Serving size is 67g. In that serving size you can find 1.1mg of iron and 2.2g of protein.

So comparing kale and liver, you have about the same serving size. That’s good. However, in order to compare the iron, you would need to eat literally four times as much kale to equal the amount of iron in liver. That’s a lot of kale. 268g of kale to be precise. Just to equal the amount of iron in one serving of liver. That doesn’t count the protein. There is 17.6 more grams of protein in one serving of liver than there is in one serving of kale. That’s like 8 times more protein.

Next veggie mentioned was chard. The nutrition facts for raw chard are as follows:

Serving size is 36g. In that serving size you can find .6mg of iron and .6g of protein.

Okay so this is a smaller serving size. Doubling that to 72g is more comparable. Of course we could half the serving of liver to compare as well. So let’s do both. Doubling the chard gives us 1.2mg of iron and 1.2 g of protein. Chard has less to compare with than kale. Again, this is already doubling the serving of chard to begin with and you’d need to quadruple that amount to find the same amount of iron that you would in liver. In fact, you would need to eat 216g of chard to get almost as much iron as one 68g serving of liver. You’d end up with 4.2mg of iron compared to liver’s 4.4mgs. That’s about 5-6 times as much chard as liver. If you halved the liver serving (to 34g) you would still have 2.2mg of iron compared to the .6 in chard (so you’d still have to like triple the serving to get the same amount) and that doesn’t even count the huge protein discrepancy. Doubling the chard serving only gives you 1.2g of protein and liver has 19.8g of it. That’s a LOT more protein. You would have to have 10 times the chard (the original serving) to get 6.0g of protein and that’s not even half of the protein in liver. 360g of chard would not give you half the protein in one 68g serving of liver. Halving the serving size of the liver gives you 9.9g of protein. Ten times the chard gets you closer this time, but you still have 3.9g of protein to make up.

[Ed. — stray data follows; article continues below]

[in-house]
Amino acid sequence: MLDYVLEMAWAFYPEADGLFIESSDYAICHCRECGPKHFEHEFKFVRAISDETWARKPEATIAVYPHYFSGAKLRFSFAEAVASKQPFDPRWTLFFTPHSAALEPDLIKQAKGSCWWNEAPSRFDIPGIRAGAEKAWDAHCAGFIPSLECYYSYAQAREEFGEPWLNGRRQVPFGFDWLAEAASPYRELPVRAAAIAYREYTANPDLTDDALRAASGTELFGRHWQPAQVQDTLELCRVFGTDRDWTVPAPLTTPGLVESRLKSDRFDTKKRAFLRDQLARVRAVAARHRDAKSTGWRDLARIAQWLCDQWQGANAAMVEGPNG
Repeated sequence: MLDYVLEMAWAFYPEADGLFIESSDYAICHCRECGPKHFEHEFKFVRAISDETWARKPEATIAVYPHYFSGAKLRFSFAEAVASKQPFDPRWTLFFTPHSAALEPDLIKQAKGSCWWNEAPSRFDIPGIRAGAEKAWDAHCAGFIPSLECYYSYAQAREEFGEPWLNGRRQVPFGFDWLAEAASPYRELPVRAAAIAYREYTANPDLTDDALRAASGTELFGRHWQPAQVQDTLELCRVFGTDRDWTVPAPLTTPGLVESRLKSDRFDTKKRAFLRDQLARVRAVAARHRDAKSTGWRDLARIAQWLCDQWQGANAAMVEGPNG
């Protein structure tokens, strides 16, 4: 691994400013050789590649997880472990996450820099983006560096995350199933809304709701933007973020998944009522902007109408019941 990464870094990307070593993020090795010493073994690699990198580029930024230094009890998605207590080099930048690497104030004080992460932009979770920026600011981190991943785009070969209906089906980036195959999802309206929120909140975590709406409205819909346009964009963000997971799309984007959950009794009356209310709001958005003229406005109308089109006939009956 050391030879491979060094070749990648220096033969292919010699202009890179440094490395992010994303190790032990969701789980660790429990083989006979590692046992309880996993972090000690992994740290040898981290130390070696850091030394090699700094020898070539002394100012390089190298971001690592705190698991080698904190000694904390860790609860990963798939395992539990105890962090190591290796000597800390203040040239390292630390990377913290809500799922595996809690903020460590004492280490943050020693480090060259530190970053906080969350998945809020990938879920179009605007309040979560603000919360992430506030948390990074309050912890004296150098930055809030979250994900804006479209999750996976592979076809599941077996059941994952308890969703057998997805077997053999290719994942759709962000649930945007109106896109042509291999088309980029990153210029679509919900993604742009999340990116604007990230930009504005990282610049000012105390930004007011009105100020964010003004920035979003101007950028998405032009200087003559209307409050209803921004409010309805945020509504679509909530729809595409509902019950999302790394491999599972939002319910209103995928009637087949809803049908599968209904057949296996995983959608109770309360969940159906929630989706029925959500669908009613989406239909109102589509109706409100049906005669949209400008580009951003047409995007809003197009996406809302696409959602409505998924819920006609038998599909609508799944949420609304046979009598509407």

Third veggie was collards. Raw collards have a nutritional value that looks like this:

Serving size is 36g. In that serving size you can find .1mg of iron and .9g of protein.